in pain: the ongoing tale of shoulder impingement

Back at the end of January I did a post about the shoulder impingement I gave myself in September (by pointing at an aeroplane!). Go read it if you want to know lots more, but basically I'd damaged some tendons in my shoulder and it hurt a lot, and wasn't wanting to get better.

At the time I wrote I'd just had a cortisone injection and started getting physiotherapy on the NHS. I was feeling super optimistic.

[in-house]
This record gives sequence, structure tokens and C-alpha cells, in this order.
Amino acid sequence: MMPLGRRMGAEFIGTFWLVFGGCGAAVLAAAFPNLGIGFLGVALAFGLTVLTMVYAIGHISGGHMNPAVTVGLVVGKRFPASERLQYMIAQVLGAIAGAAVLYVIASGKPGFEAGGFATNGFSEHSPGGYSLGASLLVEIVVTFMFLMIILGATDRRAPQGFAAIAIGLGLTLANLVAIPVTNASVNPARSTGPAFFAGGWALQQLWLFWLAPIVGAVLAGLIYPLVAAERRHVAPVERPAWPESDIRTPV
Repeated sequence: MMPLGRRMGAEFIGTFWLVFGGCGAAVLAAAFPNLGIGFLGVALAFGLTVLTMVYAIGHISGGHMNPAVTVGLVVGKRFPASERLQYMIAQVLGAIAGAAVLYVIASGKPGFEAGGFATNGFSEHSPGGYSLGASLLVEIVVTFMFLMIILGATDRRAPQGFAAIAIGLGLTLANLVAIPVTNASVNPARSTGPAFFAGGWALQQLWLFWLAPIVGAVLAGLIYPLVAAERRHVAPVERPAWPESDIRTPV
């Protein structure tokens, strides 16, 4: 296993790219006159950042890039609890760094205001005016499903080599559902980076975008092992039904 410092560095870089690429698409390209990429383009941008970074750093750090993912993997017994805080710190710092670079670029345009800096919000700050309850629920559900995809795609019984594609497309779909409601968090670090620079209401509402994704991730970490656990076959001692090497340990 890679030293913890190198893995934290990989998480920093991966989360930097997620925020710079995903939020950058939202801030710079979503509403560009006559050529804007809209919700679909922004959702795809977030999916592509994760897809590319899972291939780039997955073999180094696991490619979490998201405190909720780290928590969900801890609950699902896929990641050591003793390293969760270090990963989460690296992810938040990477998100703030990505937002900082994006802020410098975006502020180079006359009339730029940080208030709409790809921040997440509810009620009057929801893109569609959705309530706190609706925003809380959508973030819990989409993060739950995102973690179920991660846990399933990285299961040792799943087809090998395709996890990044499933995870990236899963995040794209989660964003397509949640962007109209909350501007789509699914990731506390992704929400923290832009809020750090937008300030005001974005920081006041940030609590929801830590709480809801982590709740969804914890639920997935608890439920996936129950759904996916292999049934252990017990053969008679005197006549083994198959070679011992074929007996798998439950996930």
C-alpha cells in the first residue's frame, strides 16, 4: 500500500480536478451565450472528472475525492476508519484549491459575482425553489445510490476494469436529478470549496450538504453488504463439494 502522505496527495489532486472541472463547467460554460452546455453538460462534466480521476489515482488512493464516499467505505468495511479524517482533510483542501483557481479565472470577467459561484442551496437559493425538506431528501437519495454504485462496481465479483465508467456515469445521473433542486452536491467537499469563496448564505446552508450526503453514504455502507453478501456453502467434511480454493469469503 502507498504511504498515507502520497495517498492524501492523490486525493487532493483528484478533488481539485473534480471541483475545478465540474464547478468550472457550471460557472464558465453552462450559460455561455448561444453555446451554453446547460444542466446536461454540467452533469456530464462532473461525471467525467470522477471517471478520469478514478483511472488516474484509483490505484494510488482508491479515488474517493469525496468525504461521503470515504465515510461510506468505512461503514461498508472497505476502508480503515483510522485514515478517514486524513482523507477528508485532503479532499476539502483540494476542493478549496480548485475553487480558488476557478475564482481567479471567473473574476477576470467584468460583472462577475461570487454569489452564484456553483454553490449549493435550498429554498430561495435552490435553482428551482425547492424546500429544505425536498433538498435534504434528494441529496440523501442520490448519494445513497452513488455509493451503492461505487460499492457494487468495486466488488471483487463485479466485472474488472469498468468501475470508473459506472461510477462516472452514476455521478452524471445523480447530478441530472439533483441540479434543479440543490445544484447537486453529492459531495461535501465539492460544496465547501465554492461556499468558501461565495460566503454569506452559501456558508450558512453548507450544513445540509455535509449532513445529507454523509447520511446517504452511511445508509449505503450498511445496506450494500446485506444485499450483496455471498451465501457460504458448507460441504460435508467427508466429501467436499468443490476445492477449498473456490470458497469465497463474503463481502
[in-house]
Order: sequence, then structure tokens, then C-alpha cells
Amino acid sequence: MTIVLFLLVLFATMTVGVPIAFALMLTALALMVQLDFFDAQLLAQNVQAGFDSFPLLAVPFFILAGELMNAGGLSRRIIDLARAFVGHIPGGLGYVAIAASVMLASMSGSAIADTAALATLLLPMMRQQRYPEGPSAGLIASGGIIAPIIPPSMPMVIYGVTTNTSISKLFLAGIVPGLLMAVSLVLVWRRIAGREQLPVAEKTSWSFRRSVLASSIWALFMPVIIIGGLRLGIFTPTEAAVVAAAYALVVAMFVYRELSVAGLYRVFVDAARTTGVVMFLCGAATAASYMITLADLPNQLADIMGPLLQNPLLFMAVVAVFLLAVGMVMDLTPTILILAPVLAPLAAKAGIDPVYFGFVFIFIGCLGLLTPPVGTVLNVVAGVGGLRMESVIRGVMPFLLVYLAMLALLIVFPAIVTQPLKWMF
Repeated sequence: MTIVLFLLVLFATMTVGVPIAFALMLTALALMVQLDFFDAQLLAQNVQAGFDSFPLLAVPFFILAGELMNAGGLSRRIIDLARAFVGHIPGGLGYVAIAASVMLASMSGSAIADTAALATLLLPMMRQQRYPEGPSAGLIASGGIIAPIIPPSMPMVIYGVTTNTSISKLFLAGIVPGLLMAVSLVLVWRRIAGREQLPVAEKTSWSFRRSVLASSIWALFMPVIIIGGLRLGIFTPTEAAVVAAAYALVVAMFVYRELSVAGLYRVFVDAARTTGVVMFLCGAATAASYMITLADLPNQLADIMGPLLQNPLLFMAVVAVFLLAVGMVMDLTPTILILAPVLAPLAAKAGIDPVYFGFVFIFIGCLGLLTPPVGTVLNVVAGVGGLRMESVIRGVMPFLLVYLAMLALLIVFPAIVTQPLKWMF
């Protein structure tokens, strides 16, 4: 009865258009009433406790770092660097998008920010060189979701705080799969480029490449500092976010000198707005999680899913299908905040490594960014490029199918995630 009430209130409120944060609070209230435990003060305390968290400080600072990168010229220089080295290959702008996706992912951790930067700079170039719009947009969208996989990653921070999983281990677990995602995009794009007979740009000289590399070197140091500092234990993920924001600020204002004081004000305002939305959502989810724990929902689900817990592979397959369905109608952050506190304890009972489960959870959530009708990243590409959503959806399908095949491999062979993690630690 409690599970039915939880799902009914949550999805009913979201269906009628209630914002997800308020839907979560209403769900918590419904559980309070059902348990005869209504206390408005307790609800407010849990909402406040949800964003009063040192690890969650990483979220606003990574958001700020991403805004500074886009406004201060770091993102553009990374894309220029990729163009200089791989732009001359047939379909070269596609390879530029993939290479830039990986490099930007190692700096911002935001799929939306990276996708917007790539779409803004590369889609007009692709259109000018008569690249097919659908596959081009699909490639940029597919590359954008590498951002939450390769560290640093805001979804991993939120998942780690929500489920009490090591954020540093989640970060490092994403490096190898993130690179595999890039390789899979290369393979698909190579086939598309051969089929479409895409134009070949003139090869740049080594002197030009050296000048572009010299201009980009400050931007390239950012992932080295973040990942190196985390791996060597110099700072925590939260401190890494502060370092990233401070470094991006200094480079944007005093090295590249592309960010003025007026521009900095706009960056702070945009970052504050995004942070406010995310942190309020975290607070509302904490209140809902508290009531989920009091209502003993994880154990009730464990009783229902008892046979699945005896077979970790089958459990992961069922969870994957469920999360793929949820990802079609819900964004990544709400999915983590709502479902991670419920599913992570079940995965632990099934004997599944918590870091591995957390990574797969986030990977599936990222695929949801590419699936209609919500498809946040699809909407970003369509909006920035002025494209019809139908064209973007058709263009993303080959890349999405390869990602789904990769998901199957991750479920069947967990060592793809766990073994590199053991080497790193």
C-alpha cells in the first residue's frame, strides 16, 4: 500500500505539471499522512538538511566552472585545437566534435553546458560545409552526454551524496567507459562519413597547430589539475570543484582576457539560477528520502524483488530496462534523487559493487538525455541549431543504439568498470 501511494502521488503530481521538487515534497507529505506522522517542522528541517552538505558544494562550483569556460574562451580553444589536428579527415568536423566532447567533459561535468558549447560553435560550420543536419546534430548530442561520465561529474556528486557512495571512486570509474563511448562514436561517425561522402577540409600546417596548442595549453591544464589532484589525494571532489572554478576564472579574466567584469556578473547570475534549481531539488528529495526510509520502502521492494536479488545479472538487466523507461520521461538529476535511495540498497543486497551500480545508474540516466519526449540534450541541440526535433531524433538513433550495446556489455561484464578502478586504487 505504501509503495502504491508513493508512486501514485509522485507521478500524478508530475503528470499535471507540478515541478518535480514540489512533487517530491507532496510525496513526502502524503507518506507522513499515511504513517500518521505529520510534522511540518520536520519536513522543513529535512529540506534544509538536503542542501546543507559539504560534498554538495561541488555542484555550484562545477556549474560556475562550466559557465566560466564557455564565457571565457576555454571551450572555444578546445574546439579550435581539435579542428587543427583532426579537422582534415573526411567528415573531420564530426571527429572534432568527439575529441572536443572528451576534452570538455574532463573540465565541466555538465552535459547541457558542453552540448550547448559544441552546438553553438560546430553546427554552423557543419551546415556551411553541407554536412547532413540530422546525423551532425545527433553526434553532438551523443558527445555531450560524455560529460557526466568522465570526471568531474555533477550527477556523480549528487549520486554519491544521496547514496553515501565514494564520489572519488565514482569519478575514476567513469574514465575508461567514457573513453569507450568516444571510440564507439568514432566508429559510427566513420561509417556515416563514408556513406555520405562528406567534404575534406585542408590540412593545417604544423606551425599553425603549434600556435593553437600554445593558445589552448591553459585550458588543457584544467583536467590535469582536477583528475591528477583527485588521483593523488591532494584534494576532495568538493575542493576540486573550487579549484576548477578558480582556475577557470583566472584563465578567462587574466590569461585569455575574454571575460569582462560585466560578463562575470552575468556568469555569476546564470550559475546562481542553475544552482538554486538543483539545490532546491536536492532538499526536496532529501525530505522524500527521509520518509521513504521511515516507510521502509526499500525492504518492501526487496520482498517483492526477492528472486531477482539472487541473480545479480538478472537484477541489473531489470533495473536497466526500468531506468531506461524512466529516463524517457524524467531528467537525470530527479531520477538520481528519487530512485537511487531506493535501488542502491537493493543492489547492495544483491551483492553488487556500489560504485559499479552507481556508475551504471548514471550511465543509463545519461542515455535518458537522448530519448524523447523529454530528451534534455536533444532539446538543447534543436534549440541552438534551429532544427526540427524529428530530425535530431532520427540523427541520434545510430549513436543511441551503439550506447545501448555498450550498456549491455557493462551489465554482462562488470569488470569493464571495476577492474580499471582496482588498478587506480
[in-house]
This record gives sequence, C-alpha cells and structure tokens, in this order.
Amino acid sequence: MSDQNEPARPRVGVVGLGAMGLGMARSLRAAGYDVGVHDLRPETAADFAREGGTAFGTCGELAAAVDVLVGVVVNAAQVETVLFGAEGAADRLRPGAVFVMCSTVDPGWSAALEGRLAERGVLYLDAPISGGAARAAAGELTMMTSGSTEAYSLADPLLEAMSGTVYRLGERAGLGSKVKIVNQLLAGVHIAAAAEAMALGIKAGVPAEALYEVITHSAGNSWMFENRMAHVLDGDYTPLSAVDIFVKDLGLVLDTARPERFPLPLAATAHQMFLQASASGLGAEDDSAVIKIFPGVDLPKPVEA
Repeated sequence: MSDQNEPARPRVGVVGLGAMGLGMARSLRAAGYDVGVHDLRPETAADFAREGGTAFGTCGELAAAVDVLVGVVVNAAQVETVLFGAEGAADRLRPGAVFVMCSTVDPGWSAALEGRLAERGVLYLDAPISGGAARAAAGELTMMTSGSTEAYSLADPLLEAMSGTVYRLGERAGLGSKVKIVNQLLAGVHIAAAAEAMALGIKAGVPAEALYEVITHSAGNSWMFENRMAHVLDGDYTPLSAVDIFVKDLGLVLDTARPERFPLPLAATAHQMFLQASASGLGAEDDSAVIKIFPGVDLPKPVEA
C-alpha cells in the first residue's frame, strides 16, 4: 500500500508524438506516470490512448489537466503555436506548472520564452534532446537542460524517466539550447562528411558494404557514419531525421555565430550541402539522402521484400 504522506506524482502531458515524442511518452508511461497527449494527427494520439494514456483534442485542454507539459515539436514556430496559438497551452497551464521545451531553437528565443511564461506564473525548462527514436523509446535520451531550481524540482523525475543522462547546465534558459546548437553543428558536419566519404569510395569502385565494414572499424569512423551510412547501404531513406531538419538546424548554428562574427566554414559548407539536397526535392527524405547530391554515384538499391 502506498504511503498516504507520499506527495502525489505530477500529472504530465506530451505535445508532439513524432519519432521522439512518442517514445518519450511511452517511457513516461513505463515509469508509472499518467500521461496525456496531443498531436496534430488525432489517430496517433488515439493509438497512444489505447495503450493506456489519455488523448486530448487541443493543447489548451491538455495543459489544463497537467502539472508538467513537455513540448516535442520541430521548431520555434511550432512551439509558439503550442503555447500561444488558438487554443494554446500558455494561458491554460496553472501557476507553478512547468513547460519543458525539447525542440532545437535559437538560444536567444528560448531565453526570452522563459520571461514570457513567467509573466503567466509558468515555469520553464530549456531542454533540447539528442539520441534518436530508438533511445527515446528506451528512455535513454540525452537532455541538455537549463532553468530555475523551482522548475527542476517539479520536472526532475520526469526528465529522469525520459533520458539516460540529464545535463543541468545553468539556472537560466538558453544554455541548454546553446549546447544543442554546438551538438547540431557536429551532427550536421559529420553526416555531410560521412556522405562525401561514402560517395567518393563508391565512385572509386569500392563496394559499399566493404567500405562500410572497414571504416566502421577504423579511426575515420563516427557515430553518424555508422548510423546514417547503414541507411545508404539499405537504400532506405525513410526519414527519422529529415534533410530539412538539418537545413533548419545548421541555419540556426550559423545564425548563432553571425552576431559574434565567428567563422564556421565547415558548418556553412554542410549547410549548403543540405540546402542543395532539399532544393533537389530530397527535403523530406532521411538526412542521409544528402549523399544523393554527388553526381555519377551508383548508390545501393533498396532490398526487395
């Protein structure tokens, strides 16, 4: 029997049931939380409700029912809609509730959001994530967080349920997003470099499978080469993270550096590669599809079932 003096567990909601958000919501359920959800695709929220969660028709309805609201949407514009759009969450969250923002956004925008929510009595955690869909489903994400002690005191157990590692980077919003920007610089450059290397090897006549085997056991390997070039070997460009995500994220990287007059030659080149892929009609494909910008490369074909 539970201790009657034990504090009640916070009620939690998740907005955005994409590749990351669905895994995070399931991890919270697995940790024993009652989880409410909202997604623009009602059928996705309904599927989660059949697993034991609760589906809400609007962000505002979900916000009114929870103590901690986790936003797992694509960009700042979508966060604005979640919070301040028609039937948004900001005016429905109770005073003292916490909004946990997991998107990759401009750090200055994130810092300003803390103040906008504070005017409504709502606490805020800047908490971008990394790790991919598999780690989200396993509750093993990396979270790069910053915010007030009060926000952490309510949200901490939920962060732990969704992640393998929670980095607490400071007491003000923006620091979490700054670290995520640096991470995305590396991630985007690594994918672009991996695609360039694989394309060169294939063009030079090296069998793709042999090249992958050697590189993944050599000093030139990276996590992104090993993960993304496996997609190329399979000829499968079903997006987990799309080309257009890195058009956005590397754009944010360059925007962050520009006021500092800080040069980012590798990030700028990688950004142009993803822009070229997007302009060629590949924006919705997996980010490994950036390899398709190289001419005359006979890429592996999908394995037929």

After I wrote that the local anaesthetic wore off, and the cortisone turned out not to help after all. The optimism took a bit of a battering.

The NHS physio is a lovely woman who gave me exercises to do (after doing nothing for a bit to let the cortisone work) and reviewed my complete lack of progress at regular intervals. To start with my shoulder still hurt like hell several times a day. I had pain radiating down my arm, and my shoulder felt swollen inside all the way around (although I'm told it didn't look swollen).

I spoke to the doctor about managing the pain better. I was absolutely worn down with it, and so I started taking amitryptaline.